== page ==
Ecological restoration is intended to accelerate the recovery of disturbed ecosystems. While the most common example of habitat restoration comes from mining operations, the industrial age has taken its toll on the earth. There are plenty of other restoration efforts underway around the globe.

Restoration projects can serve different goals, like:

  • Revegetation
  • Habitat Enhancement
  • Mitigation for Protected Species or Ecosystems
  • Remediation of Existing Threats

Accomplishing any type of restoration project is a long-term process. It begins with a site assessment and defining the scope of the restoration project. From there, the restoration team can begin taking actionable steps like removing disturbances, restoring ecological processes, rehabilitating substrates, and restoring vegetation. These steps require monitoring, and each time humans intervene in the environment, progress is stalled.

Related: Leveraging Agriculture Drone Imaging for Soil Mapping & Analysis

Drones as a Solution for Monitoring Restoration Projects

The industry is increasingly turning to technology to solve its project management problem. For example, drones or unmanned aerial systems (UAS) can survey large plots of land using various technologies like aerial photography, thermal imaging, and contour mapping without impeding the progress of the restoration project.

Some of the practical ways that drones have helped include:

  • Mapping Plant Growth
  • Tracking Pollution Sources
  • Measuring Shorelines
  • Monitor Wildlife Activity

HANA Resources provides detailed and innovative solutions to your ecological data problems. Learn more today.

An Example of Ecological Drones in Practice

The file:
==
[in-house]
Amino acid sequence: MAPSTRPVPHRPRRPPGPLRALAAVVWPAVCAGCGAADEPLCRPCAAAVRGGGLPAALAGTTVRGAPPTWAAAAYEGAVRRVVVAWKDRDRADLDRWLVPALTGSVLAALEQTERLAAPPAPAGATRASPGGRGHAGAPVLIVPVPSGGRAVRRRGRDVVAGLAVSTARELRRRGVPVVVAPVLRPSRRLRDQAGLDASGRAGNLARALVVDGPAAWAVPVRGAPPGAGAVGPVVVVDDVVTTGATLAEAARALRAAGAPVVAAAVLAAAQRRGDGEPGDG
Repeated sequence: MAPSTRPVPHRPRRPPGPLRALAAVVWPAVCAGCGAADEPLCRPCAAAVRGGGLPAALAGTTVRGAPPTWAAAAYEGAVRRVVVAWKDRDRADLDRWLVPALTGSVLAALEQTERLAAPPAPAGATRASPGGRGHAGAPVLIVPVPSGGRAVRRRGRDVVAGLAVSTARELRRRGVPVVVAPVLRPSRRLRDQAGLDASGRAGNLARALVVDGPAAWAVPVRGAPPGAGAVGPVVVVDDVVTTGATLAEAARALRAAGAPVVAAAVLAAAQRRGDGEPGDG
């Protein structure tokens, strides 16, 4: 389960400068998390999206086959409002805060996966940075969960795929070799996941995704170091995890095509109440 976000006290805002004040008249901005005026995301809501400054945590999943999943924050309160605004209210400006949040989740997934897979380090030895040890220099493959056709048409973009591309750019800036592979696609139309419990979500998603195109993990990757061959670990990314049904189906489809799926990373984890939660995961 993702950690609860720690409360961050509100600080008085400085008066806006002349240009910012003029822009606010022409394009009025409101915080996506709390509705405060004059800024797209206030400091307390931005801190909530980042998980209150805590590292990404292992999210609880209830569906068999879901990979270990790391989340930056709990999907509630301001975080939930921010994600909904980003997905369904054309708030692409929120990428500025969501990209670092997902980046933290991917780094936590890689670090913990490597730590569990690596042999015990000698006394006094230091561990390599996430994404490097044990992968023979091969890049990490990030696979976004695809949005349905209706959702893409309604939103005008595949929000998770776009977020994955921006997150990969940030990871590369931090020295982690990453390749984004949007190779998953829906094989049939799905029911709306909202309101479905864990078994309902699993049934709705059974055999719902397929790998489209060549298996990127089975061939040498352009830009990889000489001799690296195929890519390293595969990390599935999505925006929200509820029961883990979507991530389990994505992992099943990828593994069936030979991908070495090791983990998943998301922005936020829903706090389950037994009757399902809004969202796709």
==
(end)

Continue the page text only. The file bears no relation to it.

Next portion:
A project to monitor the natural ecosystems in coastal communities located in the Eastern United States utilizes drone technology as a less-invasive method for monitoring changes. Elizabeth City State University and Audubon North Carolina have teamed up to harness the power of technology for ecology management.

The main feature of their coastal resilience program utilizes drone technology to map shoreline changes and vegetation in the Outer Banks. The marshes are hard otherwise difficult to access, and data has been hard to collect in this area. The aerial view of drones provides a different perspective that can’t be seen from ground level. It’s been an invaluable tool to recognize patterns and target habitat restoration efforts.

Coastlines are subject to natural erosion from waves and natural disasters. The impact of these changes is intensified by rising sea levels and erosion that is currently the target of many environmental efforts. These changes impact critical wetland habitats that are home to hundreds of species in this case.

Related: The Benefits of Using Drones for Environmental Monitoring

The project has been able to use drone technology to identify areas where the vegetation is less green. Imaging is tracked with specific GPS coordinates allowing conservationists to identify individual plants and measure changes down to centimeters with high-resolution photography. They can use thermal imaging to tell if conditions are hot or moist and identify the extent of variation from typical measurements.

Compared to the alternative–using low-resolution satellite imagery, drones have provided a responsive and feasible solution to managing this habitat restoration project. These marshes were once thought of as a breeding ground for mosquitoes and disease. But through ecological study, we now know that they provide a crucial habitat that’s degradation negatively impacts birds, fish, and plant species–as well as our larger ecosystem.